Dependence on the owner is a reality that creeps into companies as they grow and develop and is often a symptom of micro-management. The owner starts the business by typically doing everything themselves then starts to build a team around them who can do tasks for the owner. Many times, these teams are built to help the owner achieve more work rather than to have the employees think and achieve work themselves. This is the essence of inadvertently engineering dependency into organisational processes and structures.

Many times, these teams are built to help the owner achieve more work rather than to have the employees think and achieve work themselves. This is the essence of inadvertently engineering dependency into organisational processes and structures.” CMG Consulta

From a succession perspective, this unintentional dependence causes the owner to have absolute authority in employees and clients’ minds. Many times, this authority also exists in the minds of the children taking over the business where they frequently are inadvertently ‘submissive’ to the parent/owner and dependent on them for decision making. The additional consequence of this is that the children are then not seen as authoritative or decisive by the employees despite the owner/parent telling everyone that the child is now in control of the business.
We were recently called in by a family business where the owner had passed ownership to his two sons. This business was somehow faltering. Amongst several issues, it was identified that the transition of authority was not sufficiently planned. The consequence of this was that the employees were not able to see the children as their new bosses. They were not taking them seriously and behind their back they were contacting the retired father for guidance, before decisions were made. This situation would have been easier to handle had it been planned of course since now it had to be resolved by undoing acquired habits and perceptions. This leads us to another aspect of succession planning being the Transition of Power.

Transition of Power

Once an organisational structure, communication lines, responsibilities and processes are planned with succession in mind and once the children have been prepared for the process, it is important that a clear transition of power takes place. This is not an instantaneous switch-on/switch-off event but it is a planned process where authority, decision-making and power clearly moves from parent to children. This is a process where a lot of discipline is required, and clear communication must take place with all the stakeholders.
The planning aspects of a transition are the first typical stumbling block in transitioning power. In many situations we come across, we find that planning has not taken place. The family expects the world around them and all the stakeholders to automatically accept that power has transitioned and to act differently once this is done. There is frequently an expectation that everyone needs to automatically unlearn how they have interacted with the business and re-learn how to interact with the business overnight without being given clear direction or guidelines of what to do. This gives rise to a little confusion in the minds of stakeholders as well as to insecurity that things will not work out.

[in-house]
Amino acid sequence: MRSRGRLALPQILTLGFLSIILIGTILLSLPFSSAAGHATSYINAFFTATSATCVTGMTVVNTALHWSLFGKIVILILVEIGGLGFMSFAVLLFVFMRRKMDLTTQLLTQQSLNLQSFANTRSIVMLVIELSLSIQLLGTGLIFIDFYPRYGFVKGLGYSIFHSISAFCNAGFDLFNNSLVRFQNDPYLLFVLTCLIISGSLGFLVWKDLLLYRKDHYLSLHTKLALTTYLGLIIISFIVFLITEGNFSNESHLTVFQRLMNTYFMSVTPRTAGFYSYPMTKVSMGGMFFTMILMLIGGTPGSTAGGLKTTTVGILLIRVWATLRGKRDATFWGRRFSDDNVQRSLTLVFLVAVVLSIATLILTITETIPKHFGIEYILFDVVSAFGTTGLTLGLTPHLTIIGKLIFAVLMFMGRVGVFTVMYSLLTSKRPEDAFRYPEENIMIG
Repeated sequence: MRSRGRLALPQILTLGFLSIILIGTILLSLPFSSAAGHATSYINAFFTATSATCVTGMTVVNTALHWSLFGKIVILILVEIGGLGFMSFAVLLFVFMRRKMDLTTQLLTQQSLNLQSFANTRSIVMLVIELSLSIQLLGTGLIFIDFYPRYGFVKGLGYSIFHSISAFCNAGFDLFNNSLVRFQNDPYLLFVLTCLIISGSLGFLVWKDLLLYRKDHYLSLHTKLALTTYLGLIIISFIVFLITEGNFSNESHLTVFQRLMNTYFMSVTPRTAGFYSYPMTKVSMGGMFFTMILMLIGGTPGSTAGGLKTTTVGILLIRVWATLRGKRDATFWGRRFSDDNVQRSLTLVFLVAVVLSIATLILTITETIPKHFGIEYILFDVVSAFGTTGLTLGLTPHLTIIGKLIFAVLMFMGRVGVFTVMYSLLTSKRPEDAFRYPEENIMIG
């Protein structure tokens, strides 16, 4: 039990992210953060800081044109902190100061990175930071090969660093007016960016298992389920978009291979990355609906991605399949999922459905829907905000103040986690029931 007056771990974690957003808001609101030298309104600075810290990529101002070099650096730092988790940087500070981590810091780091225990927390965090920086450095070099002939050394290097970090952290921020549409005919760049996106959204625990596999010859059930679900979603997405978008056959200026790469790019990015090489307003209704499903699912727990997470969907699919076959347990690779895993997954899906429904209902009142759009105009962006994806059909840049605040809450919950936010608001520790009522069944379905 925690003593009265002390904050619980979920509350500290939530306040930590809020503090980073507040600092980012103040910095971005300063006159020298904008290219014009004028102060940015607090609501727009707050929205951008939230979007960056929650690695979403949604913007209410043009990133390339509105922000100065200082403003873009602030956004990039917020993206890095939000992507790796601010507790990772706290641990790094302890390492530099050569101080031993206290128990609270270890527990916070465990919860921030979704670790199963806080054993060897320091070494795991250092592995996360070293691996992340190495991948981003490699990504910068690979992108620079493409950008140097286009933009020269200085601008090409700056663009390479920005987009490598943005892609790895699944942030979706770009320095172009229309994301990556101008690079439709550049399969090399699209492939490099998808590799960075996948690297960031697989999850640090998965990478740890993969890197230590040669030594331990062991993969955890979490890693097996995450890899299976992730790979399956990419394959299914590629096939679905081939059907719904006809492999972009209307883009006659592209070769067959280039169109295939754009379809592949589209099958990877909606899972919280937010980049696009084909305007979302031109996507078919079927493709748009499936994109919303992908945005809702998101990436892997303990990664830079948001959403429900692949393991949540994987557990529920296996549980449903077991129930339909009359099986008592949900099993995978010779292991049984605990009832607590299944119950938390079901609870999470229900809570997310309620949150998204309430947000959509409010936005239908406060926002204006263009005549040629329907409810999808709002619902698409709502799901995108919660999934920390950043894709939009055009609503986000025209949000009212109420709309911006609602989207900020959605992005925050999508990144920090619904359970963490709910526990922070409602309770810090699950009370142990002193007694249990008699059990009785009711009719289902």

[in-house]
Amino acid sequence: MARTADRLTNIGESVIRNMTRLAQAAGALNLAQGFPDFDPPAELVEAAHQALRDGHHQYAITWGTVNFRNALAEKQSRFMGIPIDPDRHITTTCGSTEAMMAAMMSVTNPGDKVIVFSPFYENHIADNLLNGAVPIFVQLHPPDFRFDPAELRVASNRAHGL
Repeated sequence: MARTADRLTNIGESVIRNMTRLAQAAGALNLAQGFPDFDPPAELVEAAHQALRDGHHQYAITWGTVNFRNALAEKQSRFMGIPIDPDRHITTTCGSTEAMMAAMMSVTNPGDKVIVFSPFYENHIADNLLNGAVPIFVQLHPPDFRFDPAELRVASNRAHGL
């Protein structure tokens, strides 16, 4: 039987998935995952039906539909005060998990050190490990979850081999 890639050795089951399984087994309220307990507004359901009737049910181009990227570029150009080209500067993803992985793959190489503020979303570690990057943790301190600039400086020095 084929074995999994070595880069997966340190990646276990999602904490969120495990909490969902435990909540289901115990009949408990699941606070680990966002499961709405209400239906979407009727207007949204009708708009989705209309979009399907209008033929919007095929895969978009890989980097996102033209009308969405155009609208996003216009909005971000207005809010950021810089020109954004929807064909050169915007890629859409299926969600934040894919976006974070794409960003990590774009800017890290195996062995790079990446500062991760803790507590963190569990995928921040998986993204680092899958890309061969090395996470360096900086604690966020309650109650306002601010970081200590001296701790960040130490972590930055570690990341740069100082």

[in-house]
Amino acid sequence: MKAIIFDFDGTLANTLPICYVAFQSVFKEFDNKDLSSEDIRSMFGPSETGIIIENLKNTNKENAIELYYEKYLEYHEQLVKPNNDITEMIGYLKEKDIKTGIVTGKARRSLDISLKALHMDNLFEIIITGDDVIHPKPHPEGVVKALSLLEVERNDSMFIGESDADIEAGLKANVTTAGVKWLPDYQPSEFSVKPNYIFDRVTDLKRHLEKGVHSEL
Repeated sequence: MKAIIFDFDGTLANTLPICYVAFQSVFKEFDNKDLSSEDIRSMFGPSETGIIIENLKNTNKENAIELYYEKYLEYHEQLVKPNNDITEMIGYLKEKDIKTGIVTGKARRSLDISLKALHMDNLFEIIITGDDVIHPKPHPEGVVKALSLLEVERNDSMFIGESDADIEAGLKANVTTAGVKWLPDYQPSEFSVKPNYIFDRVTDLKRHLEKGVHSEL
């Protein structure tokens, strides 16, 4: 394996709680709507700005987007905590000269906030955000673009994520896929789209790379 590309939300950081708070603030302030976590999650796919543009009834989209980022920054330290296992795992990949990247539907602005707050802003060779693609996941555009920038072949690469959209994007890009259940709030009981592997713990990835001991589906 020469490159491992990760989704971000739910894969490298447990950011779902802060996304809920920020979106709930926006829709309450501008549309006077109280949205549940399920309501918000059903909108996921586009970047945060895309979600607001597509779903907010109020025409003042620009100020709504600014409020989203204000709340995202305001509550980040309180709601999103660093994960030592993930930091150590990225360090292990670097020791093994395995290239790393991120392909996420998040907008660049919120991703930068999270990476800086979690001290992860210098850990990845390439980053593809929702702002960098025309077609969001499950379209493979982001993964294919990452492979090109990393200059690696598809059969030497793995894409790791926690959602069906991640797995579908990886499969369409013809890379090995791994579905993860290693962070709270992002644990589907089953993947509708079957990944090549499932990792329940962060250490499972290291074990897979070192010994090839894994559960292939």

The family expects the world around them and all the stakeholders to automatically accept that power has transitioned and to act differently once this is done.” CMG Consulta

Planning the transition beforehand is all about designing the structure and process, communicating this clearly to all stakeholders, ensuring that roles are taken up before the transition is announced and having all processes working before any transition of power is even announced. The actual transition should be a non-event. It should just happen automatically in the minds of stakeholders and they should not even need to think about the fact that the children are now in control. Employees and customers have enough to think about without needing to think about the business’ transition, so planning it out smoothly will make their lives much easier and it will rock the boat much less.
We have experienced many situations where a business transitioned between parent and children, yet the children ended up struggling to take over since employees kept referring to the parent for anything required and second-guessing the children or new owners. This creates bad blood between parent and children as well as between the siblings who took over. In our experience, the main reason for this is simply that while the legal and regulatory aspects of the transition were clearly planned with accountants and lawyers, the softer side of the transition was neglected.
The parent owners and the new-owner children also have a very strong disciplined role to play in a transition. It is important that they keep very close communication and that they respect the rules of the game that they themselves have set. However bureaucratic it might feel, they need to ensure that they play by the same rules that they have given. One example that comes to mind here is of an owner who retired and passed the business to his nephew. In the first few days, it was clear that employees were speaking to the nephew then immediately calling the retired father behind his back to verify things. The retired father obviously had a close working relationship with the employees and started to discuss things with them directly. This ended up completely undermining the new owner’s authority and reversing all progress made in the transition.


In family businesses there is frequently a discussion on nepotism versus meritocracy. People are given a role because they are family and not because they are competent. This discussion can cause great bitterness if not well managed. In a succession scenario, the owner who is moving out will be appointing a child to manage or take over the operation. Employees who have been in the business for years, who might be older than the child and who might feel that they have more experience than the child could be embittered by this situation as they could feel that their growth has been hampered. It is natural that the business ownership passes within the family of course however it is important for the survival of the business that the person managing the business is competent to do so. This resonates with the previous points on separation of ownership and management since, being an owner, does not necessarily quality one to manage the operation.